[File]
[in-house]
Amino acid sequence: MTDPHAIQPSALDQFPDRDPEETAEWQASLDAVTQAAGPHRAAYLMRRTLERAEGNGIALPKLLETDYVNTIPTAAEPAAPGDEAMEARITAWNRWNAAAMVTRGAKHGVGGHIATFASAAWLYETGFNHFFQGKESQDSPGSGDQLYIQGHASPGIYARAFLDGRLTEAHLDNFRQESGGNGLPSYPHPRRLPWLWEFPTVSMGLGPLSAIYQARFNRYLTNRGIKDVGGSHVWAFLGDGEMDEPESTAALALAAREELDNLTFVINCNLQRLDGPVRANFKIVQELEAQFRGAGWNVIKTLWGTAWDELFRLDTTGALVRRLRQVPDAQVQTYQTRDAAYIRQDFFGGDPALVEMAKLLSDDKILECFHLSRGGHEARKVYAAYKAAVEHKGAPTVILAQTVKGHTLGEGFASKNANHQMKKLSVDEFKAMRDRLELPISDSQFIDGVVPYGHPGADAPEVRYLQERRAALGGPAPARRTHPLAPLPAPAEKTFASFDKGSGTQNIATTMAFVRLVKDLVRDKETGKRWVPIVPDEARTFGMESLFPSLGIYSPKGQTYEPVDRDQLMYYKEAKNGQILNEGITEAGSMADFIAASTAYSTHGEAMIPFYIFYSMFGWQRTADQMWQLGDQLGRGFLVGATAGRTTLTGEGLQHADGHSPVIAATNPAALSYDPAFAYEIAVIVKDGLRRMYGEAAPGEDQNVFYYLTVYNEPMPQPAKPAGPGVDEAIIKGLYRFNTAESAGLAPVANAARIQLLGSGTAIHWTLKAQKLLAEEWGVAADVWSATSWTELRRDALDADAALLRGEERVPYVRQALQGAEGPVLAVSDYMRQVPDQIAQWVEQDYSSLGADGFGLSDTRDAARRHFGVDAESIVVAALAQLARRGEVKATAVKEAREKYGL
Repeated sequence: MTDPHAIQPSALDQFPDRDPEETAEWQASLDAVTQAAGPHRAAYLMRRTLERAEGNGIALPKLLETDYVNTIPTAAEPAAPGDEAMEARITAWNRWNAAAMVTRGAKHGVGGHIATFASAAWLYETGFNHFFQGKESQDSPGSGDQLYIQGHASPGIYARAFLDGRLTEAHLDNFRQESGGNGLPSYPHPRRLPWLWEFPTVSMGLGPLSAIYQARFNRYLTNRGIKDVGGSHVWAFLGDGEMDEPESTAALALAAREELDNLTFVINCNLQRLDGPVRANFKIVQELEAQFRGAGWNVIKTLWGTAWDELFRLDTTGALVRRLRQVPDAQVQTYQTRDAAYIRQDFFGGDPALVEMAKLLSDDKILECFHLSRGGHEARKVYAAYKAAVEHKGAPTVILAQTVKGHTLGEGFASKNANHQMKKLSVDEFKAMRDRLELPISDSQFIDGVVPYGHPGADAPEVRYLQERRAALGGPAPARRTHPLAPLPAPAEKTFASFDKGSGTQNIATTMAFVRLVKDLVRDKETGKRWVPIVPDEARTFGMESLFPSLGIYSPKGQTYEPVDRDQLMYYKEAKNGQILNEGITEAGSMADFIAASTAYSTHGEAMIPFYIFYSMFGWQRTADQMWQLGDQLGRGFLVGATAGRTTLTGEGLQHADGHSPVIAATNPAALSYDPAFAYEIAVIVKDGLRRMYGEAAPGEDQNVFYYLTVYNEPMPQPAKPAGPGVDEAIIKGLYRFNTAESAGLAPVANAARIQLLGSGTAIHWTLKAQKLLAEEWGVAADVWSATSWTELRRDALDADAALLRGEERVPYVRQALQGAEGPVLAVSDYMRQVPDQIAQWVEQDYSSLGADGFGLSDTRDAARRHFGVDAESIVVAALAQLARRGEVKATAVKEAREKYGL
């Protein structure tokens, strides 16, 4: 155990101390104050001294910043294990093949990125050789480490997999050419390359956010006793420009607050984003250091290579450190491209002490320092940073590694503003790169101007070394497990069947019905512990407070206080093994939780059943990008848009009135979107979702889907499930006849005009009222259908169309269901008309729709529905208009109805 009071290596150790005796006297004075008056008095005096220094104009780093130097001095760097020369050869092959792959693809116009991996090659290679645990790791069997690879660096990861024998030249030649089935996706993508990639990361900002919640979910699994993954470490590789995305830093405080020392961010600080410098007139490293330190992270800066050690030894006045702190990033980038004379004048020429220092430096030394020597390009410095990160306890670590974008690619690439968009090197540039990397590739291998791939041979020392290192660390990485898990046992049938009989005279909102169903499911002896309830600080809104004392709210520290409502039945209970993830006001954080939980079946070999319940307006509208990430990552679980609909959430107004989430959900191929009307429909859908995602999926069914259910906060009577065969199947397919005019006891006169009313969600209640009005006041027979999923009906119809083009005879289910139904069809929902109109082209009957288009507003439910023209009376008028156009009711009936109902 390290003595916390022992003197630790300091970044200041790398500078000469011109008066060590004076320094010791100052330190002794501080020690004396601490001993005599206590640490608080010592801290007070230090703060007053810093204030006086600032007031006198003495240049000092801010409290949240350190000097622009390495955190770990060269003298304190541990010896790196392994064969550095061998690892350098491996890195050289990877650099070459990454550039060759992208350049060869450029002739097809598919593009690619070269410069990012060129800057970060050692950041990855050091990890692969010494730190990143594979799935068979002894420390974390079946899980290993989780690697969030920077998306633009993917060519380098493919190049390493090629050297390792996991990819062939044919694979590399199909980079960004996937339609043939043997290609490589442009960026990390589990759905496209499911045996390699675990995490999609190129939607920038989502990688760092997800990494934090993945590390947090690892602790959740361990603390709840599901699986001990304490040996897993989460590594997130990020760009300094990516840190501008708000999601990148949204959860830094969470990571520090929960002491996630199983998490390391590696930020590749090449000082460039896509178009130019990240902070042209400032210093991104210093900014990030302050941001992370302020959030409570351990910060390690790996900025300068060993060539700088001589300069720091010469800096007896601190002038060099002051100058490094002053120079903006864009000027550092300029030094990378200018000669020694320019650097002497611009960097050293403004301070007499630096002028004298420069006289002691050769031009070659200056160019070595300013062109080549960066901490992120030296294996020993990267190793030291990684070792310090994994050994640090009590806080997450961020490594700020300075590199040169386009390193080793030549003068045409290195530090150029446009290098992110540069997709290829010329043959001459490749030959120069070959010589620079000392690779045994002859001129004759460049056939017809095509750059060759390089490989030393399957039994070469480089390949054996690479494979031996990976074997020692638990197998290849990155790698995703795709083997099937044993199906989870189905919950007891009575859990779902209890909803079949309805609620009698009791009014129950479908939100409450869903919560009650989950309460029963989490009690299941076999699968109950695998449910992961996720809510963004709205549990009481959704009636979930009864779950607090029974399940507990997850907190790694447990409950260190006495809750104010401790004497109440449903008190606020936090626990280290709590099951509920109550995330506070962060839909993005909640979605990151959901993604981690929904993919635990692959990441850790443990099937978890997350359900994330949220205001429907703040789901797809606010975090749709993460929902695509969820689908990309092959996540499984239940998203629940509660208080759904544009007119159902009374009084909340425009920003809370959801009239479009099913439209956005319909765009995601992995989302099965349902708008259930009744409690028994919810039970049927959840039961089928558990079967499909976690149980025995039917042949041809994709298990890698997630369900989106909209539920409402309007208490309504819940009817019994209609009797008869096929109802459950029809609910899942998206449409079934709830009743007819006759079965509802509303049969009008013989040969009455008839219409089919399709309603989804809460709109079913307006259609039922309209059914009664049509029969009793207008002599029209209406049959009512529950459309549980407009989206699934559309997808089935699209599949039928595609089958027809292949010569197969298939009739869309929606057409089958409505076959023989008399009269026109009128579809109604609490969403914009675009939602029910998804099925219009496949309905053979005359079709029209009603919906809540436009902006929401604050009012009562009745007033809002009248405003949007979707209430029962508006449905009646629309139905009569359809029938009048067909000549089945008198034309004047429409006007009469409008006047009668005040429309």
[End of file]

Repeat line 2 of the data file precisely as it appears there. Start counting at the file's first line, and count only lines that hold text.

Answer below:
Amino acid sequence: MTDPHAIQPSALDQFPDRDPEETAEWQASLDAVTQAAGPHRAAYLMRRTLERAEGNGIALPKLLETDYVNTIPTAAEPAAPGDEAMEARITAWNRWNAAAMVTRGAKHGVGGHIATFASAAWLYETGFNHFFQGKESQDSPGSGDQLYIQGHASPGIYARAFLDGRLTEAHLDNFRQESGGNGLPSYPHPRRLPWLWEFPTVSMGLGPLSAIYQARFNRYLTNRGIKDVGGSHVWAFLGDGEMDEPESTAALALAAREELDNLTFVINCNLQRLDGPVRANFKIVQELEAQFRGAGWNVIKTLWGTAWDELFRLDTTGALVRRLRQVPDAQVQTYQTRDAAYIRQDFFGGDPALVEMAKLLSDDKILECFHLSRGGHEARKVYAAYKAAVEHKGAPTVILAQTVKGHTLGEGFASKNANHQMKKLSVDEFKAMRDRLELPISDSQFIDGVVPYGHPGADAPEVRYLQERRAALGGPAPARRTHPLAPLPAPAEKTFASFDKGSGTQNIATTMAFVRLVKDLVRDKETGKRWVPIVPDEARTFGMESLFPSLGIYSPKGQTYEPVDRDQLMYYKEAKNGQILNEGITEAGSMADFIAASTAYSTHGEAMIPFYIFYSMFGWQRTADQMWQLGDQLGRGFLVGATAGRTTLTGEGLQHADGHSPVIAATNPAALSYDPAFAYEIAVIVKDGLRRMYGEAAPGEDQNVFYYLTVYNEPMPQPAKPAGPGVDEAIIKGLYRFNTAESAGLAPVANAARIQLLGSGTAIHWTLKAQKLLAEEWGVAADVWSATSWTELRRDALDADAALLRGEERVPYVRQALQGAEGPVLAVSDYMRQVPDQIAQWVEQDYSSLGADGFGLSDTRDAARRHFGVDAESIVVAALAQLARRGEVKATAVKEAREKYGL